So, this post has been almost a week in the making, ever since I posted up my review of Jodi Meadows’ Incarnate. I felt almost ridiculous that I had to say I adored this book half because the main character had a real relationship, and not a love triangle. Then, OTHER people started agreeing with me, saying that they had been caught on the book when I made a point of saying that there was no love triangle, but an actual couple who falls in love for real reasons.
Wait, I had to say WHAT?
Okay, cool your jets, I’m fully aware that there are some YA authors who rock this love triangle thing. I also read plenty of love triangles myself. I don’t want to start burning every one of them that includes a love triangle, I just want to ask … why?
It’s probably horrible for me to blame Twilight, but I’m going to blame Twilight just a little bit. Love triangles certainly existed before Twilight, but not in this quantity. After all, love triangles ARE a great way for interaction with fandom. “Team That Guy” and “Team This Guy” competitions can get pretty heated. I’ve been known to engage in one or two myself, and HELLO. I think I ship a couple hard, and then some other person on the internet scares you with their ferocity. So, okay, I get why publishers want to publish it after Twilight‘s success, but the better question is why is it being written?
Okay, I’ve seen it done well when it’s essential to the plot. That I can get. When it’s done well, I don’t even mind it. But I always thought that one of the things that makes YA novels so successful is how well the reader can connect with the protagonist. Perhaps I’m an anomaly, but I have never once in my life had two guys ready to battle to the death over my heart, as seems to be the norm these days in teen lit. Having believed myself to be extremely lucky to find myself ONE guy, female protagonists who spend the entirety of a book (or, worse, multiple books) taking away precious time from the actual plotline to fret over which guy to choose can come off really vain. Also, This Guy and That Guy, if the girl is taking that freaking long to make up her mind which one of you to choose, chances are she’s not really in love with either of you and there are plenty of other fish in the sea who actually might like you. When the love triangle is written to the point where the girl seems ridiculously vapid and the guys feel like doormats, I can’t take the book anymore no matter how good I think the book is.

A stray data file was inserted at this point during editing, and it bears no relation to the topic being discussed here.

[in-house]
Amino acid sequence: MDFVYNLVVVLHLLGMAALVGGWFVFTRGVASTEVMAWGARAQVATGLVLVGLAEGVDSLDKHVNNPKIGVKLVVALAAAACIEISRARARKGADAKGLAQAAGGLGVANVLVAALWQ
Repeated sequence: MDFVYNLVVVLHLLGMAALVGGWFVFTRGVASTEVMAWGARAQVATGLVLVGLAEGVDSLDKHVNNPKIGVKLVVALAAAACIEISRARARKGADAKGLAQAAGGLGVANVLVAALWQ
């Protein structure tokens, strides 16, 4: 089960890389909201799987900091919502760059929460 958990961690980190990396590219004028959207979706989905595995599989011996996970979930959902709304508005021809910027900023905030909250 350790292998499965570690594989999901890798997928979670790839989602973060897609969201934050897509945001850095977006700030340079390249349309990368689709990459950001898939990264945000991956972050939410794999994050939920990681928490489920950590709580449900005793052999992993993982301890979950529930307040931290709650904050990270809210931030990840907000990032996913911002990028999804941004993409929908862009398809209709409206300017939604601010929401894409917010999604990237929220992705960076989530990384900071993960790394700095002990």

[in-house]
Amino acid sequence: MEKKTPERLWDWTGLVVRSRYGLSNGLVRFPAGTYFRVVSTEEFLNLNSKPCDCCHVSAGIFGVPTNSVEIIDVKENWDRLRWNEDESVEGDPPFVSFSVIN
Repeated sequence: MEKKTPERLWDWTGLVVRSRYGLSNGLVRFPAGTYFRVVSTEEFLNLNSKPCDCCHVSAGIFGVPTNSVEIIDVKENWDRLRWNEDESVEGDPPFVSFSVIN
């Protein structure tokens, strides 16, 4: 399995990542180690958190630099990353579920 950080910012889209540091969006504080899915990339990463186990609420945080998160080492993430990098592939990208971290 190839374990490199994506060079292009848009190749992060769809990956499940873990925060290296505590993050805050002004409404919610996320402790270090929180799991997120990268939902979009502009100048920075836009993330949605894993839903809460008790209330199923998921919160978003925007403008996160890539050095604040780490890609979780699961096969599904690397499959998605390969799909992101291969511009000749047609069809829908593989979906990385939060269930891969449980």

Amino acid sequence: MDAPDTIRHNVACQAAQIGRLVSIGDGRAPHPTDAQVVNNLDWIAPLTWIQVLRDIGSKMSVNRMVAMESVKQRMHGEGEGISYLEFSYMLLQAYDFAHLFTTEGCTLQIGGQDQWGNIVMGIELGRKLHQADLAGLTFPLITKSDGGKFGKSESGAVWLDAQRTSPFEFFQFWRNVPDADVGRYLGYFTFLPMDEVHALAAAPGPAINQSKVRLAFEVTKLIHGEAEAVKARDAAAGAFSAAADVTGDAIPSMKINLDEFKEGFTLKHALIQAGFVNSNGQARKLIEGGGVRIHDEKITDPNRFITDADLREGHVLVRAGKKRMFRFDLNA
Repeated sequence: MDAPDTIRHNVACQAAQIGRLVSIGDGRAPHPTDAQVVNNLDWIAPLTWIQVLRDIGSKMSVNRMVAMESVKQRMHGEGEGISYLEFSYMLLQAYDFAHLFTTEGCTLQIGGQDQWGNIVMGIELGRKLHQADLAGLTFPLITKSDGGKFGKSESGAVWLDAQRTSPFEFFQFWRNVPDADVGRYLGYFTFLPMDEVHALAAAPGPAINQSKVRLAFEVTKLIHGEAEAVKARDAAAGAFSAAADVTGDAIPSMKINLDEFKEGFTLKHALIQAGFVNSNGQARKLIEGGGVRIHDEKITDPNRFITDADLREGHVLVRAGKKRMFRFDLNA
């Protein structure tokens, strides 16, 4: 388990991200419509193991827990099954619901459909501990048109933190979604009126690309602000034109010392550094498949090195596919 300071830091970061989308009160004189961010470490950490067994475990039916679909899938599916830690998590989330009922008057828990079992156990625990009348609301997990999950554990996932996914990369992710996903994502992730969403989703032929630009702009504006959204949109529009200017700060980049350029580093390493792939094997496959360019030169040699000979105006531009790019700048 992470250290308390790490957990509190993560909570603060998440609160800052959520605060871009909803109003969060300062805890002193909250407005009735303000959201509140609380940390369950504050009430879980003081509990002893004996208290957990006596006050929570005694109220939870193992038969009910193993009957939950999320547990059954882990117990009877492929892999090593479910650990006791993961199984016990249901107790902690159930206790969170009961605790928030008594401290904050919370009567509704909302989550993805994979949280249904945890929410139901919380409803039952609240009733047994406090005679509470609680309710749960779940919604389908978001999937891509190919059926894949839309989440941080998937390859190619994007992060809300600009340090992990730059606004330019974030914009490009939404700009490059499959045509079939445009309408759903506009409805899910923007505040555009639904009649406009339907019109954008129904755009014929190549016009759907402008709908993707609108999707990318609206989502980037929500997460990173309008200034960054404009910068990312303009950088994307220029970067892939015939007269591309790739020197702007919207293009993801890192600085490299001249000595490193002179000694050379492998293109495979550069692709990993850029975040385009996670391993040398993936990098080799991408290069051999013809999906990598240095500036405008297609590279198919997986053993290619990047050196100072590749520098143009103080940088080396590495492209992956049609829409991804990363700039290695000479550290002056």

Call me old-fashioned, but sometimes I think that the real reason I can’t stand love triangles is because I really want to read about a real romance. Sometimes it feels like love triangles are shoehorned in to cause tension in a relationship, and there are so many other ways to do that. People can fall in love for REAL REASONS, not just see each other and be instantly attracted to each other. I understand that a lot of people shortcut that bit because it takes TIME, but when authors do take that time I love them forever and consider the book to be a cut above. It gets even better when these relationships begin to have real issues. Trust me, if there is any level of age where freaking everything has issues, it is the teenage years. There is no way that the only way authors can think to throw in romantic tension is to add another guy to the mix. Love can be REAL, the issues can be REAL and the couples can be REAL.
Let me say, once again, that I do read and will continue to read love triangles. I adore several series where that occurred, and I’m not ashamed to say so. But I AM getting tired of them, just because I miss the real romance of a real couple with real issues. Publishers, teens WILL read that, I promise. Authors, I SWEAR it’s worth the time. Maybe I’m an anomaly, but hey! I can’t be the only girl who doesn’t have two hot guys fawning over her all the time. …right?